12 June - 28 July 2012
12 June - 28 July 2012
Gagosian Gallery is pleased to present “Ancestral Figure,” a convergence of four artists—Walker Evans, Sherrie Levine, Roe Ethridge, and Mark Grotjahn—in their respective responses to the ritual object as inspiration, referent, index, and collectible of mysterious allure.
The title is from a photograph by Walker Evans. Ancestral figure [Reliquary figure] is one image among the hundreds that comprise the vast educational portfolio that Alfred H. Barr Jr. commissionedto to document the groundbreaking exhibition "African Negro Art" at the Museum of Modern Art in 1935. The exhibition brought together an unprecedented number of African sculptures from institutional and private collections and is said to have engendered the Western canon of African art. For Evans it was a turning point in his career.
Evans's project helped form the aesthetic criteria and the method by which African art was studied for decades. So seamlessly did he link the diverse subjects to his detailed and powerful representations of them that the status of the photographs as photographs was minimized, and subsequently they were viewed more as surrogates for the sculptures themselves. Probing the relationship thus established between the original object of ritual and its aesthetic corollary, Levine, Ethridge and Grotjahn seek to locate the flashpoint at which the art-historical, anthropological or sociological realities of the original artifact end, and a new independent vision begins.
In the Makonde Body Masks, Sherrie Levine blatantly transforms social and cultural function into pure aesthetic value. These distinctive body masks, which represent the torsos of pregnant women, are a stunning cultural paradox used by pubescent boys to enact the rite de passage from childhood to adulthood. By casting this highly collectible tribal artifact in gleaming bronze, she simultaneously doubles and collapses its impact as cultural fetish in the most traditional syntax of contemporary sculpture.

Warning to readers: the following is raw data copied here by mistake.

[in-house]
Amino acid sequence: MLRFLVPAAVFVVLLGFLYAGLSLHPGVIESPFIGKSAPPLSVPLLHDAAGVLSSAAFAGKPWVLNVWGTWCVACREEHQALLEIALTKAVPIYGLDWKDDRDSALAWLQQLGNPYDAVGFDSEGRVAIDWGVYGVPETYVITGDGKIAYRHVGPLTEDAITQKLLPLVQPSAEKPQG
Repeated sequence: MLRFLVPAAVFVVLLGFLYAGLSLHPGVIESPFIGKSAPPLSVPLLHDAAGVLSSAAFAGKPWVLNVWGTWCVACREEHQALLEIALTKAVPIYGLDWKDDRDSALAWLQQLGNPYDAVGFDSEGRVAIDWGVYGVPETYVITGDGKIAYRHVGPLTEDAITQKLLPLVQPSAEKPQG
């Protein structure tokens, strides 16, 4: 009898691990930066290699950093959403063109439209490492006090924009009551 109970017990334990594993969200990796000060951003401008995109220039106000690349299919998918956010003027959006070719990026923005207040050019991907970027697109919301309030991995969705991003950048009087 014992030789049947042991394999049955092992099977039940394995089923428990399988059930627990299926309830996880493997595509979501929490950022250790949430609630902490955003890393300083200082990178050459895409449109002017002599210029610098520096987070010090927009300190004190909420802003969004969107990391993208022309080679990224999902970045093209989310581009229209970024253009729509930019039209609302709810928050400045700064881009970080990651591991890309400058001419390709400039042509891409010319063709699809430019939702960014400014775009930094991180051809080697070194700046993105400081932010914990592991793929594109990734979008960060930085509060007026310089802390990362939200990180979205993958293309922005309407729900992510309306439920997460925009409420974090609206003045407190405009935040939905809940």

Ethridge’s reductive mappings of African masks are the most direct response to Evans’s carefully stylized visualizations. Recently commissioned to document an important private art collection, he was strongly attracted by a series of African masks displayed among the modern masterpieces. While Evans made the essence of his subjects palpable through detailed and artful observation, Ethridge inverts and obfuscates, focusing on the anonymous roughly carved reverse of each mask, then reducing his frame to the schematic facial features. His choice to print the photos on a scale that immediately suggests an association with abstract painting further agitates traditional hierarchies of value.
With bronze sculptures, cast from spontaneous cardboard assemblages and painted, often with the fingers, Mark Grotjahn dares to inhabit and enact the inspirative relationship between the early modernists and African and Oceanic sources. And while, like his predecessors, from Picasso to Ernst, he establishes an aesthetic remove from his referents via the processes of fabrication and production, his sculptures manifest both an undeniable primal intensity as well as a sophisticated yet endearing appeal.
Spanning several generations, each artist in "Ancestral Figure" intuitively interrogates receding definitions of medium, authenticity, and originality as signifiers of value, looking to pinpoint ecstatic moments of multivalent complexity.